When it comes to individual retirement planning, AI-based platforms can collect and analyse data on debts, assets, income, existing pensions and years left to retirement to determine the best plan of action.
On risk management, AI may provide pension trustees with real-time analysis of the impact of recessions, inflation or employer insolvency.
The identification of patterns and the probability of certain events will assist trustees and investment managers when it comes to making investment decisions, the webinar heard.
Chatbots are becoming a common feature for many online retailers and pension member queries could be dealt with in a similar manner, with a resulting reduction in administrative costs.
The era of the master trust and upcoming automatic enrolment will see schemes with massive membership numbers across thousands of employers.
That level of member data and employer interaction mean AI is almost inevitable, the webinar heard.
However, scheme and member data will need to be accurate and consistent.
This is likely to be a major application for AI, where it can identify patterns of behaviour based on data and allow for informed trustee decision-making.
Apprehension about AI remains, and the reality is that it is unlikely to replace human administrators or investment managers in the near future.
However, AI can assist in taking on boring or repetitive tasks where the data provided is good enough.
This will allow staff to focus on more complex tasks that will always require human reasoning and intuition, the webinar heard.
AI is likely to face many hurdles particularly on ethical grounds, where its adoption leads to job losses, and significant levels of AI regulation are likely in the coming years.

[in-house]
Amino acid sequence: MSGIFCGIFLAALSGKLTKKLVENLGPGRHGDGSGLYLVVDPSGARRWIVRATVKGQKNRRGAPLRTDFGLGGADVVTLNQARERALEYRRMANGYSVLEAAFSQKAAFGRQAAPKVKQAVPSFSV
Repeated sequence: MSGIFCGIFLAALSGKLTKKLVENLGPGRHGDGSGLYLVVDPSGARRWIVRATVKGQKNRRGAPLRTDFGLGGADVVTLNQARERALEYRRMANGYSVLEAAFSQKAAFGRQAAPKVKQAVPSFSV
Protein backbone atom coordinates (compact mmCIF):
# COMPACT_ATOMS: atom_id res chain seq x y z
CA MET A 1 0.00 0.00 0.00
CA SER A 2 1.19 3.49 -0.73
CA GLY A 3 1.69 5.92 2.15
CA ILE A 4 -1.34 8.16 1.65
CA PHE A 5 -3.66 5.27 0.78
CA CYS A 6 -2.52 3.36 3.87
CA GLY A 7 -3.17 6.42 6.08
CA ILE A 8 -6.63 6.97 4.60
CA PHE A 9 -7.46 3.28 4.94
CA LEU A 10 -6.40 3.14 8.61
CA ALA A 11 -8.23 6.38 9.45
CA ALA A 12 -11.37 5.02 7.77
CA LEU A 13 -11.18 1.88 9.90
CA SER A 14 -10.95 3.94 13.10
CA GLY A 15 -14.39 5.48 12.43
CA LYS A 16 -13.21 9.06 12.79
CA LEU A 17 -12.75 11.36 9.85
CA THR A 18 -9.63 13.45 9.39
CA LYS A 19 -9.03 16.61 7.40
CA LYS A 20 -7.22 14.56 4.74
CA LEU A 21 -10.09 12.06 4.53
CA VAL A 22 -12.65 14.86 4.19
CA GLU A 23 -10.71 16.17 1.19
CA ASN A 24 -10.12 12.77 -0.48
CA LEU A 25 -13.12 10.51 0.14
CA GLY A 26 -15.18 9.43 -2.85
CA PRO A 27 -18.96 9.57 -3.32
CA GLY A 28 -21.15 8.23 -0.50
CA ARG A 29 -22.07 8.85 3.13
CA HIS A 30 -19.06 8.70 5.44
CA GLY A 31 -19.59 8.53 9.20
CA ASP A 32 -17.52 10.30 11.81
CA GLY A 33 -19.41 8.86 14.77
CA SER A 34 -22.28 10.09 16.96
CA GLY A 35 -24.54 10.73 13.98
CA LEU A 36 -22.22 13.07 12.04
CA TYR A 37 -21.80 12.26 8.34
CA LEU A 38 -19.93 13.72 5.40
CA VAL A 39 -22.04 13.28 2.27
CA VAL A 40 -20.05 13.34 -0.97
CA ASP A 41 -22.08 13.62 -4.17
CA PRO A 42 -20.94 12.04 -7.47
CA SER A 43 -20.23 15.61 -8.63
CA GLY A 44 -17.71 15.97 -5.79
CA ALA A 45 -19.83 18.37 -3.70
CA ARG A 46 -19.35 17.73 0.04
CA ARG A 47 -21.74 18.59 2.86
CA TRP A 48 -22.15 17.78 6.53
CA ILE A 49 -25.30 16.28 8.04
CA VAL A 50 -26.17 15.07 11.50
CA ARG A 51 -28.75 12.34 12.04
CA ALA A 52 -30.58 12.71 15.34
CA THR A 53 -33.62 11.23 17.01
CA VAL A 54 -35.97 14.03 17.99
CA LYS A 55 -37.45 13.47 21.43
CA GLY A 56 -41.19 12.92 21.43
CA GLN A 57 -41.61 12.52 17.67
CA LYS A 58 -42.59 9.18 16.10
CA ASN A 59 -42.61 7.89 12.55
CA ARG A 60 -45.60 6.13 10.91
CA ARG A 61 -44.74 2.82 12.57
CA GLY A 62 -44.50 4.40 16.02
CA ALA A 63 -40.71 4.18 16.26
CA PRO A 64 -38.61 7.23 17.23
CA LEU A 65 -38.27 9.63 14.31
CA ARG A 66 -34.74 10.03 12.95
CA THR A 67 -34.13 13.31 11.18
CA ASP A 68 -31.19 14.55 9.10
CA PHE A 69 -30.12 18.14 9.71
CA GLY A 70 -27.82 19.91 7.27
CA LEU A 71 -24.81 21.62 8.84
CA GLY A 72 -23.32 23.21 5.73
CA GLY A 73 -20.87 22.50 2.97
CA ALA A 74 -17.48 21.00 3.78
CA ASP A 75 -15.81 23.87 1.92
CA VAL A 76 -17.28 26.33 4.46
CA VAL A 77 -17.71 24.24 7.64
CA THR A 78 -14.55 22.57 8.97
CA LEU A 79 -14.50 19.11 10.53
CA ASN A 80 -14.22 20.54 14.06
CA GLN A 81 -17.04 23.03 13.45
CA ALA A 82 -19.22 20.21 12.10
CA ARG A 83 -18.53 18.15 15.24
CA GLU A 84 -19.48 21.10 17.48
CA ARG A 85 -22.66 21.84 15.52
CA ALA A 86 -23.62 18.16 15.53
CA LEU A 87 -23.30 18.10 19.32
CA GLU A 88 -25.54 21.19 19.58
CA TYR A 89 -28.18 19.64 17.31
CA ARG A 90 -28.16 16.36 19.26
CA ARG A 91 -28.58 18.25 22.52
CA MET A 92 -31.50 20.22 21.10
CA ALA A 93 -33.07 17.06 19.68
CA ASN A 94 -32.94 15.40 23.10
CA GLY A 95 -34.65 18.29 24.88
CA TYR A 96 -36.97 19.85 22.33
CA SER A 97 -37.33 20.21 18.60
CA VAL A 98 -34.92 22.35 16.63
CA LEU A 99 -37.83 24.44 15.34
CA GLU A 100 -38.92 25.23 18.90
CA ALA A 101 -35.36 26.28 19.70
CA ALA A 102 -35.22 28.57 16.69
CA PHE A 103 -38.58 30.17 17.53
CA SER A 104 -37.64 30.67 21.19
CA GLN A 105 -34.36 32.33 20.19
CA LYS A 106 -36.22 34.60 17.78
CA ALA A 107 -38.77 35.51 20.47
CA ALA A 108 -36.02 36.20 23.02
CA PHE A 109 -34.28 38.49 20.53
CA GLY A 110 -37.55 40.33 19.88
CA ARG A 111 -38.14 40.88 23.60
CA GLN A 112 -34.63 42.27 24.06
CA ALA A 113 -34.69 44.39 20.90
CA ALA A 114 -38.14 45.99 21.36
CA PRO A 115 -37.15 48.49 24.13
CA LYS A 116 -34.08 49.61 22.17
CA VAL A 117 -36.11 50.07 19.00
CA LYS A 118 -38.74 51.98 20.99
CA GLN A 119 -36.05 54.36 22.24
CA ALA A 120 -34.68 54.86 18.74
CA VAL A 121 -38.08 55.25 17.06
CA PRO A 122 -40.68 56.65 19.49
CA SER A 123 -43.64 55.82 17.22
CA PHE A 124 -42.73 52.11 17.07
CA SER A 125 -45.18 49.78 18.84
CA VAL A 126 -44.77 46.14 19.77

In the EU, the AI Act, due to be signed later this year, will introduce substantial regulation of AI systems on a sliding scale of risk.
The authority and expertise of regulators to pronounce on artificial intelligence remains a big question, the webinar heard.
Financial services’ legislation will combine with AI tech and pensions’ legislation, making a complicated whole, MHC pensions partner Stephen Gillick said.
Human financial advisors and brokers will always be needed, however, though menial tasks will be better automated.
Richard Skinner (CTO OF Marshmallow) said that mobile, digital pensions will shortly evolve as neo-bank accounts have, with the invention of fintech.
Users will be able to ‘chat’ with their funds and be presented with relevant information, rather than waiting for an annual report on the state of play.
“Tailored recommendations and tailored risk assessments and automatic rebalancing are technologically possible now,” he said, though oversight is needed to ensure the correct information is given to scheme members.
However, the threat of AI wiping out jobs is not borne out by technological innovations over the past 50 years, which have been huge job creators.
“People just move on to spending time on more important tasks,” said Gillick.
A participant survey found that 74% would not be happy taking financial advice from an AI robot, while 26% would.
However, a resounding 72% agreed the integration of AI systems into the pensions industry has the potential to deliver better outcomes for pension scheme members.
And 91% of those surveyed are currently using AI in their pensions’ business.